Meanwhile, the other company, DoorDash Inc., stood firm. It still uses tips from customers to offset some of the minimum payment that a worker gets for each delivery job, in which “Dashers” travel to restaurants or stores and bring food to customers. That decision apparently hasn’t harmed DoorDash’s reputation in the eyes of investors. The company said on Thursday that it received a new round of funding that values it at $7.1 billion.

In an interview Thursday to promote the investment, DoorDash Chief Executive Officer Tony Xu defended the tipping practice, which has been in use since 2017. Xu said internal data show that under the current pay model, Dashers stay on the platform longer, are more satisfied with their jobs and make deliveries in a more timely manner. He blamed recent backlash on Instacart’s implementation of its own policy.”

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Fluffy Japanese Pancake in Chinatown

People are going wild for these Japanese souffle pancakes

“Chinatown Japanese dessert shop Taiyaki is drawing wildly long lines with a new menu item: fluffy souffle pancakes. People waited in a two-hour line to grab the pancakes last weekend, which come topped with sugar, butter, whipped cream, and syrup, or with matcha cream. The Chinatown restaurant at 119 Baxter St., between Canal and Hester Streets, is selling a stack for $7 from 11 a.m. to 2 p.m. on Fridays, Saturdays, and Sundays.”

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How Urban Development Shaped the Way 19th-century New Yorkers Ate

“New York City is famous for its food culture, whether it’s a $500 tasting menu at a Michelin-starred restaurant or a bodega bacon, egg, and cheese. It’s possible to find food from every corner of the world, no matter how obscure. Restaurants make, and sometimes unmake, entire neighborhoods.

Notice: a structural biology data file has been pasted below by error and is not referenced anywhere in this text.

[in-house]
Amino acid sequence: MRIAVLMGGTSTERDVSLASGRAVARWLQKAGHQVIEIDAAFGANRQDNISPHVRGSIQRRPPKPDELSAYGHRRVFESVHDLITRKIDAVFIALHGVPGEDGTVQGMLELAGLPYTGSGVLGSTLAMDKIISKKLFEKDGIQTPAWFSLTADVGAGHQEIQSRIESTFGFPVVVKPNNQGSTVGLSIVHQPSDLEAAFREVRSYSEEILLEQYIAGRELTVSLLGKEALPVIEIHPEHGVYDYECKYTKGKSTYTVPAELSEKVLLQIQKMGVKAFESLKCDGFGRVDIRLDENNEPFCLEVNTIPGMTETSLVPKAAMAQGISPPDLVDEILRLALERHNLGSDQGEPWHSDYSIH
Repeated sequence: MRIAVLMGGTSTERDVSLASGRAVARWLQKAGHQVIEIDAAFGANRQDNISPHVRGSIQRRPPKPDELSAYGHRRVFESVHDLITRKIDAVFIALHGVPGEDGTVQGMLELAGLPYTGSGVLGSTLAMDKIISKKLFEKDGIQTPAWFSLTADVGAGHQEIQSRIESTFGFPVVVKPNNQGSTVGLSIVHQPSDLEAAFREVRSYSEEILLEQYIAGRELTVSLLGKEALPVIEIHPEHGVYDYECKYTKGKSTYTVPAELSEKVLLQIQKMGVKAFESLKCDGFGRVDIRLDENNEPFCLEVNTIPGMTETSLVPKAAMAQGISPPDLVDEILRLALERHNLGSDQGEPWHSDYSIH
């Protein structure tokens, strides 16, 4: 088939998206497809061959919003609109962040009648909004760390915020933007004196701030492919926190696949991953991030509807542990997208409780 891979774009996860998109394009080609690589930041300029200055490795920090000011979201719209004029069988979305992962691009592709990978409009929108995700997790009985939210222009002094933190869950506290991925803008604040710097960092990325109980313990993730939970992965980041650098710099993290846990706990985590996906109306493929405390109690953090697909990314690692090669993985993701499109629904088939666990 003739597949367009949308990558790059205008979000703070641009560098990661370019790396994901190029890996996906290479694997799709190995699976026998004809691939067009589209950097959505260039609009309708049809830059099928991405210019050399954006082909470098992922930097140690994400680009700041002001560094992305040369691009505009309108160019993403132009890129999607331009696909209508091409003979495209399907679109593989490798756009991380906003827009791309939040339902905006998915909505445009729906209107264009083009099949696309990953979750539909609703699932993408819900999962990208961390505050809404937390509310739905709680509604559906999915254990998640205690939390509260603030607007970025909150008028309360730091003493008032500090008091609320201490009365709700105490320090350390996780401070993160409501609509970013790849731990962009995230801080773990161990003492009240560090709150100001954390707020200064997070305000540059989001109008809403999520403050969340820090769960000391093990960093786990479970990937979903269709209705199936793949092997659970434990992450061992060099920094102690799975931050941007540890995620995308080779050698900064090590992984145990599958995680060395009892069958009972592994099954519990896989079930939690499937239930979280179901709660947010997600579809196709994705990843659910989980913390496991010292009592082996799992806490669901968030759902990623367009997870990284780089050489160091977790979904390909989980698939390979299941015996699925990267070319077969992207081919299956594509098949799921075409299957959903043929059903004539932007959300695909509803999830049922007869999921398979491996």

This is a city that eats out. But that wasn’t always the case. Rewind just over 200 years, when New York was caught between being a Dutch colony and a city, and dining out was a rarity. As the city urbanized, how its residents ate profoundly changed.

An oyster cart, circa 1885

“Food serves as a nice medium to take a step back and look at the bigger picture of New York City history,” says Victoria Flexner, the founder of Edible History, a supper club that creates dinners themed around specific historical moments. Recently Flexner and chef Jay Reifel hosted a meal at the James Beard House that told the story of New York City’s urban development in the 19th century through how its residents dined out.

As the city became rapidly industrialized in the 19th century, a new system emerged to feed these workers: the mobile food cart.

While politicians, businessmen, and other white-collar workers went to oyster cellars and restaurants for their midday meals, lunch came to the working class. Vendors would park outside of factories and docks and, for a few pennies, would sell items like gingerbread, yams, oysters, and corn.”

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Taco Bell and Chipotle Want to Shave Time off Food Deliveries

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“When it comes to restaurant delivery, speed matters. And the burrito chains want to be faster.

Taco Bell –– which now offers delivery at roughly two-thirds of its U.S. restaurants through GrubHub Inc. with plans to continue expanding the service –– says its average delivery time is 34 minutes. The company acknowledges that’s not good enough for today’s demanding customer.

Chipotle Mexican Grill Inc., meanwhile, says it’s averaging between 28 and 32 minutes for delivery, but it thinks it can shave four minutes or so as it expands pickup shelves across the nation. It’s also introducing prepaid delivery so drivers don’t have to pay in stores. It’s all part of a digital push that is a key part of the comeback plan laid out under Chief Executive Officer Brian Niccol in his first year on the job.”

“While restaurant delivery has long been part of the culture in major cities like New York and San Francisco, pizza was often the only option in many markets. That has started to change as on-demand delivery services like DoorDash, Postmates and Uber Eats have proliferated, joining GrubHub to expand delivery options.”